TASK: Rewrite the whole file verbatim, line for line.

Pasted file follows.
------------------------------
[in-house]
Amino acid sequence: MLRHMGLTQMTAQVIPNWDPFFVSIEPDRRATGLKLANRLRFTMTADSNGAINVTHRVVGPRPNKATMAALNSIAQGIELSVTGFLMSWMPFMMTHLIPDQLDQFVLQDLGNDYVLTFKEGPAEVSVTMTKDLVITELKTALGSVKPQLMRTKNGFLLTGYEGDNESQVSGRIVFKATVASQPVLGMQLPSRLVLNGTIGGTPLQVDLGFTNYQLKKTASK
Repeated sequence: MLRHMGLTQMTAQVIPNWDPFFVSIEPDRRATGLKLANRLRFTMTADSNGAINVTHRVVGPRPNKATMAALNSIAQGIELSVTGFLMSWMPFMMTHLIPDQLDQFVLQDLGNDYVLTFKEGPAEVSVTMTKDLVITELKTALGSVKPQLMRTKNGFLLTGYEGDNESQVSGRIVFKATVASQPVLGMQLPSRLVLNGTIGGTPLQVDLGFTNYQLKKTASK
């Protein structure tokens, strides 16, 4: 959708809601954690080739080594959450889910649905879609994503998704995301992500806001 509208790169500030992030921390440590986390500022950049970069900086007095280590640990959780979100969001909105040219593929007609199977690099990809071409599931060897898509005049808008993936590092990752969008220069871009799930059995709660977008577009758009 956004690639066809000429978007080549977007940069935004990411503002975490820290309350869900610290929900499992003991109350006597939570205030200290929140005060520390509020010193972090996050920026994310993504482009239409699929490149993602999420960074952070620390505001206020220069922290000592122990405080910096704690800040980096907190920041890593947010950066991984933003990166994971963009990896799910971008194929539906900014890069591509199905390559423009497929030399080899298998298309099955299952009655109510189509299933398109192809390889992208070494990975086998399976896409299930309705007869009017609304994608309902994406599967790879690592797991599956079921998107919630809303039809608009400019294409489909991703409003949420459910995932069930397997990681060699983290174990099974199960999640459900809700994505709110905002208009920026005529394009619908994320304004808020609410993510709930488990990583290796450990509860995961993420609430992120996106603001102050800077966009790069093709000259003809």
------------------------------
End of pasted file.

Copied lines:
[in-house]
Amino acid sequence: MLRHMGLTQMTAQVIPNWDPFFVSIEPDRRATGLKLANRLRFTMTADSNGAINVTHRVVGPRPNKATMAALNSIAQGIELSVTGFLMSWMPFMMTHLIPDQLDQFVLQDLGNDYVLTFKEGPAEVSVTMTKDLVITELKTALGSVKPQLMRTKNGFLLTGYEGDNESQVSGRIVFKATVASQPVLGMQLPSRLVLNGTIGGTPLQVDLGFTNYQLKKTASK
Repeated sequence: MLRHMGLTQMTAQVIPNWDPFFVSIEPDRRATGLKLANRLRFTMTADSNGAINVTHRVVGPRPNKATMAALNSIAQGIELSVTGFLMSWMPFMMTHLIPDQLDQFVLQDLGNDYVLTFKEGPAEVSVTMTKDLVITELKTALGSVKPQLMRTKNGFLLTGYEGDNESQVSGRIVFKATVASQPVLGMQLPSRLVLNGTIGGTPLQVDLGFTNYQLKKTASK
């Protein structure tokens, strides 16, 4: 959708809601954690080739080594959450889910649905879609994503998704995301992500806001 509208790169500030992030921390440590986390500022950049970069900086007095280590640990959780979100969001909105040219593929007609199977690099990809071409599931060897898509005049808008993936590092990752969008220069871009799930059995709660977008577009758009 956004690639066809000429978007080549977007940069935004990411503002975490820290309350869900610290929900499992003991109350006597939570205030200290929140005060520390509020010193972090996050920026994310993504482009239409699929490149993602999420960074952070620390505001206020220069922290000592122990405080910096704690800040980096907190920041890593947010950066991984933003990166994971963009990896799910971008194929539906900014890069591509199905390559423009497929030399080899298998298309099955299952009655109510189509299933398109192809390889992208070494990975086998399976896409299930309705007869009017609304994608309902994406599967790879690592797991599956079921998107919630809303039809608009400019294409489909991703409003949420459910995932069930397997990681060699983290174990099974199960999640459900809700994505709110905002208009920026005529394009619908994320304004808020609410993510709930488990990583290796450990509860995961993420609430992120996106603001102050800077966009790069093709000259003809």